Willumsen and his Fascination for the Beach
The association of beaches with wind, waves and sunshine signalled transience and spontaneity. The beach therefore provided the perfect backdrop for the display of dynamic athleticism and strength. Powerful swimming strokes, diving, sprinting across the sand, brisk strolls and playfulness were staged in constructed scenes. Something also seen in the work of Edvard Munch or the Spanish artist Joaquín Sorolla in the early 20th century.
Beach scenes in the works of Willumsen and other artists of the same period were created in close dialogue with photography. This was the “new” medium that could capture the effects of light and movement instantaneously. With its shimmering and over-exposed depiction of play on the shore, Children Bathing on the Skaw Beach borrows elements from both impressionist painting and the techniques of photography. The small Kodak camera in particular, which had become widespread from the 1890s, made it possible to capture the very instant rays of the sun hit the skin. Thereby imprinting on film what cannot be retained by the human eye.
The Healthy, Athletic Body
In the 1930s and 1940s Europe’s Nazi and fascist regimes mixed the aesthetic cult of the healthy, athletic body with race theories and nationalism. This made vitalism politically dubious. But Willumsen’s bathing and body motifs are evidence of its origins in a broad cultural current. A current we continue to see traces of in the wellness and fitness culture of today.
The Moving Body
In 1889 Willumsen visited Museo del Prado in Madrid where he saw works by El Greco (1541-1614), the Greek icon painter who travelled to Venice and later Spain. El Greco developed a radical, expressive style of painting with figures reeling out of balance and in the throes of powerful emotions. In the late 19th and early 20th century he became a cult figure among a group of young European artists – the German expressionists. But El Greco’s influence can also be traced in the works of Nordic artists, such as Edvard Munch, Nils Dardel, Helene Schjerfbeck and J.A. Jerichau. El Greco was seen as a kind of prophet, who three centuries earlier had anticipated modern art with works characterised by their intense colours and radical perspectives.
Willumsen and El Greco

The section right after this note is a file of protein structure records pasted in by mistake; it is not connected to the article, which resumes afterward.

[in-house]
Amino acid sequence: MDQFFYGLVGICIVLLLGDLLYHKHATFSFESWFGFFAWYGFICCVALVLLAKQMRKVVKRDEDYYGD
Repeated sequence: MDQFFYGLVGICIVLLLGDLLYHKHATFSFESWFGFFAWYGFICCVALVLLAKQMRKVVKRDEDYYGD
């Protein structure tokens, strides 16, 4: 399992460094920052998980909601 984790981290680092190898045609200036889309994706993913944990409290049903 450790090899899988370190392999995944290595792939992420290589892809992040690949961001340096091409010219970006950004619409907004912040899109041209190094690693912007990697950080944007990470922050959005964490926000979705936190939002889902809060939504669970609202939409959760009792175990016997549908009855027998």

Willumsen called El Greco his “fellow crusader” and bought works by the artist (of which Adoration of the Shephards is considered genuine). He travelled in his footsteps, and wrote a two-volume work on his youth. During the 1910s, the way Willumsen had absorbed elements of El Greco’s art in his own becomes particularly apparent. He recreates the same exalted tone in his paintings of his family and the apocalyptic work Fear of Nature, a monumental painting that relates to the horrors of World War I. A subject Willumsen otherwise only dealt with directly in his graphic works.
In the 1930s the influence of El Greco was still apparent, for example in Willumsen’s dramatic Venice paintings. They show the phosphorus shine of the moon and the color explosions of fireworks on the surface of the canals. Naked Figures on the Promenade from 1933 is a reinterpretation of sorts of El Greco’s Laocoön.
In 1891 the art critic and later director of the National Gallery of Denmark, Karl Madsen, quotes a French artist describing Willumsen as having “a very singular talent, he is a caricaturist”. Art historians have speculated about whether the French artist was Paul Gauguin ever since. Willumsen got to know Gauguin when visiting him in Brittany in 1890. On this occasion he either purchased a wood sculpture, La Luxure by the French artist, or swapped it for one of his own works.
Gauguin himself was interested in caricature and made caricatures of Willumsen and his wife Juliette. Regardless of whether it was Gauguin or another artist who referred to Willumsen in this way, it rang true about an aspect of his art and labelled it for posterity.
Willumsen was Fascinated by the Peculiar
From the mid 19th century onwards the quest of classical art for beauty and harmony was increasingly challenged. In everything he did, Willumsen was fascinated by the peculiar, deviant and grotesque as a counterpoint to the sublime. As he wrote, beauty cannot be without “character”. Many of his works have an element of excess and exaggeration that links them to caricature.
These caricatured, grotesque elements were not well received during Willumsen’s lifetime. As a result, certain ‘unacceptable’ works were kept in storage or exhibited as ‘aberrations’ of poorer quality than others. Today, however, it is precisely these works that connect him to contemporary art.